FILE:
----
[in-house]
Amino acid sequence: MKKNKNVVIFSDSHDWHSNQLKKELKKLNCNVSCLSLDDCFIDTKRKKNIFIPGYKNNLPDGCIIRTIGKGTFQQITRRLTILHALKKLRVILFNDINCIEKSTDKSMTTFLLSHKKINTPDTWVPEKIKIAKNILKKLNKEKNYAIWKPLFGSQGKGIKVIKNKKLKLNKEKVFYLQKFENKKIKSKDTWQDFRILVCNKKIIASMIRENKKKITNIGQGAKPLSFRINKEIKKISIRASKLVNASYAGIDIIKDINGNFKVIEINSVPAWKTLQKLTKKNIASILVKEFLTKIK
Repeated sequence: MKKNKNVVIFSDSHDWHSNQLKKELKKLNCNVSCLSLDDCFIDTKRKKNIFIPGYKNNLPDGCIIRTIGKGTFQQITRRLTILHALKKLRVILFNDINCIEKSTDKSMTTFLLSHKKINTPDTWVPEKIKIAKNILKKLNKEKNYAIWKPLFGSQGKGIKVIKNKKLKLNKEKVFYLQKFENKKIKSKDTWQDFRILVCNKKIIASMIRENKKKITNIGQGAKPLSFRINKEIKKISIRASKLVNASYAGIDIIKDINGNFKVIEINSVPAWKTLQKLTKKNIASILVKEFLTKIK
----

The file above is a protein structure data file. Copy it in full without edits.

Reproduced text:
[in-house]
Amino acid sequence: MKKNKNVVIFSDSHDWHSNQLKKELKKLNCNVSCLSLDDCFIDTKRKKNIFIPGYKNNLPDGCIIRTIGKGTFQQITRRLTILHALKKLRVILFNDINCIEKSTDKSMTTFLLSHKKINTPDTWVPEKIKIAKNILKKLNKEKNYAIWKPLFGSQGKGIKVIKNKKLKLNKEKVFYLQKFENKKIKSKDTWQDFRILVCNKKIIASMIRENKKKITNIGQGAKPLSFRINKEIKKISIRASKLVNASYAGIDIIKDINGNFKVIEINSVPAWKTLQKLTKKNIASILVKEFLTKIK
Repeated sequence: MKKNKNVVIFSDSHDWHSNQLKKELKKLNCNVSCLSLDDCFIDTKRKKNIFIPGYKNNLPDGCIIRTIGKGTFQQITRRLTILHALKKLRVILFNDINCIEKSTDKSMTTFLLSHKKINTPDTWVPEKIKIAKNILKKLNKEKNYAIWKPLFGSQGKGIKVIKNKKLKLNKEKVFYLQKFENKKIKSKDTWQDFRILVCNKKIIASMIRENKKKITNIGQGAKPLSFRINKEIKKISIRASKLVNASYAGIDIIKDINGNFKVIEINSVPAWKTLQKLTKKNIASILVKEFLTKIK